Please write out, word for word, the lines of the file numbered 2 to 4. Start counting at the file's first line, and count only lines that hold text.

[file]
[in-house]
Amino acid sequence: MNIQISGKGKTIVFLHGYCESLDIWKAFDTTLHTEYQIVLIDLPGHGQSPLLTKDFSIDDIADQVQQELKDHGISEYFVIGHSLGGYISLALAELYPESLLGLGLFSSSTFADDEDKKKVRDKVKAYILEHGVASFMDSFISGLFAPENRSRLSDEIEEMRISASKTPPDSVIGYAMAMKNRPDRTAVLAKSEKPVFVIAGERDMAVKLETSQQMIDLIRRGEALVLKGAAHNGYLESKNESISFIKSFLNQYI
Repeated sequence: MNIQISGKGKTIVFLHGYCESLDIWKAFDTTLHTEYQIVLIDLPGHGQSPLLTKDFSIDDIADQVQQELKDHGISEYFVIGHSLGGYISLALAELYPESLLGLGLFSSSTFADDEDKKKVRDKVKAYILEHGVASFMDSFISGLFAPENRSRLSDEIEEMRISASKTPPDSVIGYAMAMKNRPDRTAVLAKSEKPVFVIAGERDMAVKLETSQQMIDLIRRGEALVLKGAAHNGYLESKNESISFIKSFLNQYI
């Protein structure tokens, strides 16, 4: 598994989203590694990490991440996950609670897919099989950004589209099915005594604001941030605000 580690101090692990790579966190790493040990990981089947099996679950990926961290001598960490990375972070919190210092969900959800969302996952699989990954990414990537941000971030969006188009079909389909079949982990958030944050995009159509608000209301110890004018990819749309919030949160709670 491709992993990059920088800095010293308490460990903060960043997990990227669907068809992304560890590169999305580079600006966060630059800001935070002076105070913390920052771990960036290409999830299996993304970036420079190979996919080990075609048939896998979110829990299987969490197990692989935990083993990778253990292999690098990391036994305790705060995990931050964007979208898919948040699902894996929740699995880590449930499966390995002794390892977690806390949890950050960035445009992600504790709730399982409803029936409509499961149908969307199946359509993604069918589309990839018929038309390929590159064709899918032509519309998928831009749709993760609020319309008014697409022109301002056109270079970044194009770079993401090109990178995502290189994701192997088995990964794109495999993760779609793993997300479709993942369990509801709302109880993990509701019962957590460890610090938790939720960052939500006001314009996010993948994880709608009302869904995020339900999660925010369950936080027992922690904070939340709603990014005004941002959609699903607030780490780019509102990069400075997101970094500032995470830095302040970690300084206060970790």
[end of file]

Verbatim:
Amino acid sequence: MNIQISGKGKTIVFLHGYCESLDIWKAFDTTLHTEYQIVLIDLPGHGQSPLLTKDFSIDDIADQVQQELKDHGISEYFVIGHSLGGYISLALAELYPESLLGLGLFSSSTFADDEDKKKVRDKVKAYILEHGVASFMDSFISGLFAPENRSRLSDEIEEMRISASKTPPDSVIGYAMAMKNRPDRTAVLAKSEKPVFVIAGERDMAVKLETSQQMIDLIRRGEALVLKGAAHNGYLESKNESISFIKSFLNQYI
Repeated sequence: MNIQISGKGKTIVFLHGYCESLDIWKAFDTTLHTEYQIVLIDLPGHGQSPLLTKDFSIDDIADQVQQELKDHGISEYFVIGHSLGGYISLALAELYPESLLGLGLFSSSTFADDEDKKKVRDKVKAYILEHGVASFMDSFISGLFAPENRSRLSDEIEEMRISASKTPPDSVIGYAMAMKNRPDRTAVLAKSEKPVFVIAGERDMAVKLETSQQMIDLIRRGEALVLKGAAHNGYLESKNESISFIKSFLNQYI
């Protein structure tokens, strides 16, 4: 598994989203590694990490991440996950609670897919099989950004589209099915005594604001941030605000 580690101090692990790579966190790493040990990981089947099996679950990926961290001598960490990375972070919190210092969900959800969302996952699989990954990414990537941000971030969006188009079909389909079949982990958030944050995009159509608000209301110890004018990819749309919030949160709670 491709992993990059920088800095010293308490460990903060960043997990990227669907068809992304560890590169999305580079600006966060630059800001935070002076105070913390920052771990960036290409999830299996993304970036420079190979996919080990075609048939896998979110829990299987969490197990692989935990083993990778253990292999690098990391036994305790705060995990931050964007979208898919948040699902894996929740699995880590449930499966390995002794390892977690806390949890950050960035445009992600504790709730399982409803029936409509499961149908969307199946359509993604069918589309990839018929038309390929590159064709899918032509519309998928831009749709993760609020319309008014697409022109301002056109270079970044194009770079993401090109990178995502290189994701192997088995990964794109495999993760779609793993997300479709993942369990509801709302109880993990509701019962957590460890610090938790939720960052939500006001314009996010993948994880709608009302869904995020339900999660925010369950936080027992922690904070939340709603990014005004941002959609699903607030780490780019509102990069400075997101970094500032995470830095302040970690300084206060970790």